KDI Brief No.96 (May 01, 2017)Subscribe
|The Sale of Treasury Stocks and Protection of Management Rights
Treasury stocks play a vital role in retaining, protecting and transferring management rights in large enterprises. However, the sale of treasury stocks is essentially identical to the issuance of new shares in economic nature. Therefore, using treasury stocks to protect management rights could obscure the equal treatment of shareholders. Even if such practices are permitted for policy purposes, the government needs to put other measures into place to protect general and minority shareholders from the damages that may arise.
The sale of treasury stocks and the issuance of new shares are the same in economic nature since both increase stock trade volume and seek outside funding.
Within the legal system, the difference between the sale of treasury stocks and issuance of new shares seems to have been created intentionally during the legislative process. As a result, controlling shareholders are able to use treasury stocks to defend their management rights.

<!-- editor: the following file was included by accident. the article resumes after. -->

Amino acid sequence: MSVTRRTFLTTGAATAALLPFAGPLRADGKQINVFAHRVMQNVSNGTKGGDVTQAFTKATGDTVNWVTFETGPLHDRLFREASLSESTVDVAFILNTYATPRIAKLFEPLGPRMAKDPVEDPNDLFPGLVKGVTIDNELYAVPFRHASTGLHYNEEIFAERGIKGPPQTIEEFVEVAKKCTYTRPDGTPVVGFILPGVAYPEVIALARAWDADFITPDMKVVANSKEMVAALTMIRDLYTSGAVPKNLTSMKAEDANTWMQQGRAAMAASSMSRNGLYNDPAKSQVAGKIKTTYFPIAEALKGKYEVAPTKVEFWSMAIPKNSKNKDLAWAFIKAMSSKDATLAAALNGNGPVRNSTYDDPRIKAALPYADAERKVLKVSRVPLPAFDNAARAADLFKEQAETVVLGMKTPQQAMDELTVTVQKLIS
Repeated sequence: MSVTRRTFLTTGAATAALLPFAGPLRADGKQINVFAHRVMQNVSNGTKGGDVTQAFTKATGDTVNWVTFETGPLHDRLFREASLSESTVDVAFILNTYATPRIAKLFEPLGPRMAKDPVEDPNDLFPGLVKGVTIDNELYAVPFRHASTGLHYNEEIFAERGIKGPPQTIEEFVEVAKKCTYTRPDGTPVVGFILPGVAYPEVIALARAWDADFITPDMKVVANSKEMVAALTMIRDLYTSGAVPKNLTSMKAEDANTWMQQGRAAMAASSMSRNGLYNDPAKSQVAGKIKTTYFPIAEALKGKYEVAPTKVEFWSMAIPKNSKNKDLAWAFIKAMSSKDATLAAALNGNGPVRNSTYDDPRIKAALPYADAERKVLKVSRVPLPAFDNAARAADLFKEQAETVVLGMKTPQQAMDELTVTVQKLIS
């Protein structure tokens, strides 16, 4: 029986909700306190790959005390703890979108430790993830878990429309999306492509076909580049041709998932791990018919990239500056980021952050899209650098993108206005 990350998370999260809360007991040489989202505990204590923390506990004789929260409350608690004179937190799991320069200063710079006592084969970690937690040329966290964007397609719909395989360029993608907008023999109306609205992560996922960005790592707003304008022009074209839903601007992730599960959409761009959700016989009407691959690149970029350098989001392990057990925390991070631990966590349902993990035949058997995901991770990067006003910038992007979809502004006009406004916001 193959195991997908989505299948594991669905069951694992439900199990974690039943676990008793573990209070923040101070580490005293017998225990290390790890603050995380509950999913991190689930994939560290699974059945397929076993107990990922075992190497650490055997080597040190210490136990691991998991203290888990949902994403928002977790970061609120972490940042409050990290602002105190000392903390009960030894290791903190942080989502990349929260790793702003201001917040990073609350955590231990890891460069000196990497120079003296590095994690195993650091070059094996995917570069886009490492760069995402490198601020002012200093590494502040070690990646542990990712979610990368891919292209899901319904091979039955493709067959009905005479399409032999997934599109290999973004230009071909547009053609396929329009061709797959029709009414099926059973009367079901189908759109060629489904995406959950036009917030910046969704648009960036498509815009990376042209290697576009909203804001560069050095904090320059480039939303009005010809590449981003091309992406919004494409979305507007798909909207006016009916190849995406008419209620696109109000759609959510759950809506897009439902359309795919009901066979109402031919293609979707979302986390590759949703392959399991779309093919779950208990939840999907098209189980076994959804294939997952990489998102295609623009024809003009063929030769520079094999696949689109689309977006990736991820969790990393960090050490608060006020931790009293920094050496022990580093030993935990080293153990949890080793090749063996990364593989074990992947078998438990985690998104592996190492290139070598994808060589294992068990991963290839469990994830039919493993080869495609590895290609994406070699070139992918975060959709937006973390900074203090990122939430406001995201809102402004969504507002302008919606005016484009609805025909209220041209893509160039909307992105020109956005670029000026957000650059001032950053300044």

Although identical economic natures do not necessitate identical regulations, policy considerations can be rationalized if the positive economic impact from the protection of management rights, through the sale of treasury stocks, is significant.
It is often the case that having a single managing executive to control two companies is more economically efficient, in terms of business synergy and reduced transaction costs.
Affiliated companies that are mobilized to help the controlling shareholder protect his/her management rights could suffer from a loss in efficiency, for instance lost opportunities for better investments.
Unlike general and minority shareholders, because controlling shareholders take into account the control premium when deciding on the sale of treasury stocks, the gains are highly likely to be focused on them, creating losses for the others.
The controlling shareholders’ decision to sell treasury shares to white knights could generate losses for general and minority shareholders since it is a ‘rushed sale,’ while the controlling shareholders reap the benefits of maintaining the control premium.
Selling treasury shares to affiliated companies is mostly aimed at strengthening management control by increasing the holding stake and restructuring the entire group.
If it is difficult to expect certain business synergies, the sale will not be welcomed by the purchasing company’s general and minority shareholders.
In the mid- to long-run, the current laws and systems need to be revised so that the transaction of treasury stocks fits the economic nature.
Even if the current laws and systems are maintained, regulations that could generate losses for general and minority shareholders need to be overhauled as soon as possible.